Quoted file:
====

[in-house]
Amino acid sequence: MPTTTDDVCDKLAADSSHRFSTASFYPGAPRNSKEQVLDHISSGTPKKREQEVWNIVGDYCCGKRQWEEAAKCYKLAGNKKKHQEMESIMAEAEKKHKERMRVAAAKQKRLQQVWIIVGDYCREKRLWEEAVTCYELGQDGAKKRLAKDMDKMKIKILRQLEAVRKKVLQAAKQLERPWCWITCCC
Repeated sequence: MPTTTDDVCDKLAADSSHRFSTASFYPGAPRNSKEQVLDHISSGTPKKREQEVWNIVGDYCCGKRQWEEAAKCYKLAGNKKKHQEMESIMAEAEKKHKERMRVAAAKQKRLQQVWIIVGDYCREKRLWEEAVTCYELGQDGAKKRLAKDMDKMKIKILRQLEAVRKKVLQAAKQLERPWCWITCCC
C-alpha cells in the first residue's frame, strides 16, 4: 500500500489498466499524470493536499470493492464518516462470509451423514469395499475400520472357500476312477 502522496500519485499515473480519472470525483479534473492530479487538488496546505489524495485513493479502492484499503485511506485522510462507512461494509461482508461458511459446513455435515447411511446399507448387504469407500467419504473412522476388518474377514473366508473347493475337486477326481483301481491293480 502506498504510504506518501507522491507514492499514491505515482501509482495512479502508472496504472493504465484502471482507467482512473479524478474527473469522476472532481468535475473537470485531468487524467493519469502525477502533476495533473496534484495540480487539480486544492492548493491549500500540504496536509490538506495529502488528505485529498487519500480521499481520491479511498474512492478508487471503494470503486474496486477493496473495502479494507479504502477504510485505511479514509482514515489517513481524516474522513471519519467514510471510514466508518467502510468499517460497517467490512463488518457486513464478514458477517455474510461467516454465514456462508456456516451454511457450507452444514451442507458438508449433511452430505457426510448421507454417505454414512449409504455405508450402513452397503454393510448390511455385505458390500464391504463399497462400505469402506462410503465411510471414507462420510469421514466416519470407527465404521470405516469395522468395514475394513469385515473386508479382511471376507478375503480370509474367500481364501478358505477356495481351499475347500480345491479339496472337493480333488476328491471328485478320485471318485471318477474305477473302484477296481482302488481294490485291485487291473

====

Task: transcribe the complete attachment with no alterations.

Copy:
[in-house]
Amino acid sequence: MPTTTDDVCDKLAADSSHRFSTASFYPGAPRNSKEQVLDHISSGTPKKREQEVWNIVGDYCCGKRQWEEAAKCYKLAGNKKKHQEMESIMAEAEKKHKERMRVAAAKQKRLQQVWIIVGDYCREKRLWEEAVTCYELGQDGAKKRLAKDMDKMKIKILRQLEAVRKKVLQAAKQLERPWCWITCCC
Repeated sequence: MPTTTDDVCDKLAADSSHRFSTASFYPGAPRNSKEQVLDHISSGTPKKREQEVWNIVGDYCCGKRQWEEAAKCYKLAGNKKKHQEMESIMAEAEKKHKERMRVAAAKQKRLQQVWIIVGDYCREKRLWEEAVTCYELGQDGAKKRLAKDMDKMKIKILRQLEAVRKKVLQAAKQLERPWCWITCCC
C-alpha cells in the first residue's frame, strides 16, 4: 500500500489498466499524470493536499470493492464518516462470509451423514469395499475400520472357500476312477 502522496500519485499515473480519472470525483479534473492530479487538488496546505489524495485513493479502492484499503485511506485522510462507512461494509461482508461458511459446513455435515447411511446399507448387504469407500467419504473412522476388518474377514473366508473347493475337486477326481483301481491293480 502506498504510504506518501507522491507514492499514491505515482501509482495512479502508472496504472493504465484502471482507467482512473479524478474527473469522476472532481468535475473537470485531468487524467493519469502525477502533476495533473496534484495540480487539480486544492492548493491549500500540504496536509490538506495529502488528505485529498487519500480521499481520491479511498474512492478508487471503494470503486474496486477493496473495502479494507479504502477504510485505511479514509482514515489517513481524516474522513471519519467514510471510514466508518467502510468499517460497517467490512463488518457486513464478514458477517455474510461467516454465514456462508456456516451454511457450507452444514451442507458438508449433511452430505457426510448421507454417505454414512449409504455405508450402513452397503454393510448390511455385505458390500464391504463399497462400505469402506462410503465411510471414507462420510469421514466416519470407527465404521470405516469395522468395514475394513469385515473386508479382511471376507478375503480370509474367500481364501478358505477356495481351499475347500480345491479339496472337493480333488476328491471328485478320485471318485471318477474305477473302484477296481482302488481294490485291485487291473